The remainder were at least authorized and built by March 1943, almost a year after the T6 GMC was first trialled. These vehicles were at first used for training as tactic was still on development, but both British and Canadian use of SPGs started to generate reports.
Design of the M12 GMC
We will not dwelve into the design of the M3 Medium Tank (Lee/Grant). Its front was bolted into three sections, and practically the whole chassis, wheeltrain, suspensions, lower hull, and powerpack, were left unchanged. The T6 was initially propelled by a Wright, and later Continental R975-C1. The layout changed however greatly: Due to the recoil and elevation of the 155mm M1918, the entire power unit was to ebe relocated from the rear to the middle, in order to fit the massive gun (the front still housed the massive transmission). Fuel tanks were also moved also in the center. This made the drive unconfortably located between a transmission, its back to the engine, and surrounded by fuel tanks.
Armament wise, the T6 and first batch of 5 received the old M1917A1 gun, direct copy of the French GPF, but modified later on the M1918M1 standard. It possessed limited traverse of 14 degrees left or right (so 30° total), allowing to fix the vehicle in place and still given the range, having some leeway in ballistic range. Elevation range from −5 to +30 degreesy. Aiming was manual with the M53 telescope for direct fire and the M6 panoramic sight, as well as the indirect fire M1918A1 artillery clinometer, all positioned to the left of the gun where the gunner was seated.
Operation of the gun were only partly made from the open fighting compartment, the gun mount surrounded by large boxy structures containing utility payloads, a generator to power the gun mount, tooling but no ammunition at all. The size of the gun forced however the crew to dismount to reload, working from outside, behind the tank, which was facilitated by the presence of the large spade, rear of the fighting compartment, which doubled as a hydraulically operated deployable trail and "stair". To further stabilize the vehicle when firing, clogs could be lowered into the ground. Trail and clogs absorbed also a part of the recoil.
Tests performed on the T6 and initial M12 serie soon showed serious issues with this system, notably the trail's hydraulic drive. After only several shots, the hydraulic cylinders deformed and as it was now impossible to lift anymore the trail, the vehicle became stuck, a sitting duck to counter-battery fire. Engineers were tasked to rapidly alter the design of the hydraulic drive, as well as parts of the trail. After these fixes, trials at Fort Bragg ended positively. The M3 powerful engine was even less taxed than for the standard M3 and the SPG performances appeared superior to other systems for top speed, agility as mobility. The relative ergonomics of the gun mount and chassis installation allowed to fire quicky after reaching firing position, clearly a plus for mobile artillery formations.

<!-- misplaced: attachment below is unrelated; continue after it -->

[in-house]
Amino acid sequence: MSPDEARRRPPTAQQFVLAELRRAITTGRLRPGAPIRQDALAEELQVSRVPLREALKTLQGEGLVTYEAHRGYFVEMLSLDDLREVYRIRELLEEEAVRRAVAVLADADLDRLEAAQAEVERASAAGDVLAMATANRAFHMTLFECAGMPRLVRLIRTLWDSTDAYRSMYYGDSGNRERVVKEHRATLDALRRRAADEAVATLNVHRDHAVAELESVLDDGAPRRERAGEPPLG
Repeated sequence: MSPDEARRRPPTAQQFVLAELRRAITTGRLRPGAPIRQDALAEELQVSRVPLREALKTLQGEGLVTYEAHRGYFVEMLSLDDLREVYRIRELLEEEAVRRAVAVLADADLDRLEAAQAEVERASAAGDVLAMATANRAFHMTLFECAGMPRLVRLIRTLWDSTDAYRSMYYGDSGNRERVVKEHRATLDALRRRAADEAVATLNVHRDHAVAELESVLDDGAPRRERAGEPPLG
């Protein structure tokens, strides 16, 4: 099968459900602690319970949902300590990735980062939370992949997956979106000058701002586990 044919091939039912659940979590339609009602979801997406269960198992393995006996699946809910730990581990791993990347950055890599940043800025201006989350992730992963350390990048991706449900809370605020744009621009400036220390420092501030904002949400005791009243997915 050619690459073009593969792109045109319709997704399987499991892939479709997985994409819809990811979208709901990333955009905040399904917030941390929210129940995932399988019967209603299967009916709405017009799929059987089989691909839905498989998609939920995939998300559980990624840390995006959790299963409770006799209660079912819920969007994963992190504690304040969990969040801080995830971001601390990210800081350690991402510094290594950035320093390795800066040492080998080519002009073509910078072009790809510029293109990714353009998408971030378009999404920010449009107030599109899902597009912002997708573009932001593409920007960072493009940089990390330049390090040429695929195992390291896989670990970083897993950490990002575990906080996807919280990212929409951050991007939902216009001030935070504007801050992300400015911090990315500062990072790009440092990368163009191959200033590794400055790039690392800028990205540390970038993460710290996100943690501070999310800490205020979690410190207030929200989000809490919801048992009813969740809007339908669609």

The M12's ammunitions comprised separate propellant rounds, the following:
- HE M101 (42.96 kg), standard high explosive shell, max range 18,400 m.
- APCBC M112B1 (45.36 kg), armor-piercing, 60° 127 mm penetration from 500 yds, 119 mm/1000 yards.
- WP M104 (44.53 kg) which was a chemical shell, also able to disperse smoke for an assault.
After the T6 in February-March 1942, the first production order was confirmed in July 1942, and a single preserie vehicle was delivered in September 1942 by Pressed Steel Car Company. It was tested by the factory to fix many issues for a larger production. In October 1937, the major part of the order for 50 was delivered, 37 leaving the factory floor. In fact when it happened, the M12 was still not officially standardized.
Next in November 1942, 12 more were delivered, to reach the 50 desired of the first batch in an "operational testing" in North Africa. Meanwhile, redesigns led to improve the vehicle which production restarted in December 1942, based on a confirmation of the August 1942 order (10 delivered) and fully modified in January (16), February (19) and March (5) cut short by the introduction of the more modern M40 Gun Motor Carriage based on the M4A3 Sherman chassis. They were all stored for a full year after production (until February 1944). Only a fraction was kept for training.
1944 Baldwin Locomotive Works modernizationIn December 1943, it was decided to modernized seventy-five of these M12s in storage (the rest already worn-out by training and testing). The Army wanted six artillery battalions using the M12, spread into three four-gun batteries each and an extra three in reserve. Modernization stated however only from February 1944, at the Baldwin Locomotive Works:
- Replacement of the bogeys with M4 bogeys with reinforced springs.
- Installation of a new trail with a hand-cranked winch*
- Batteries moved to the front of the right sponson, lengthened.
- Assistant driver's hatch removed.
- 19 mm armour plates installed around the sights and crew's left seats
- Extra ammunition rack (10 rounds)
- Tarp to cover the fighting compartment**.
**In practice, this tarp was not used often. Wehen deployed, it turned into a "gas chamber" when the engine was faulty and the crews preferred to create their own safer tents.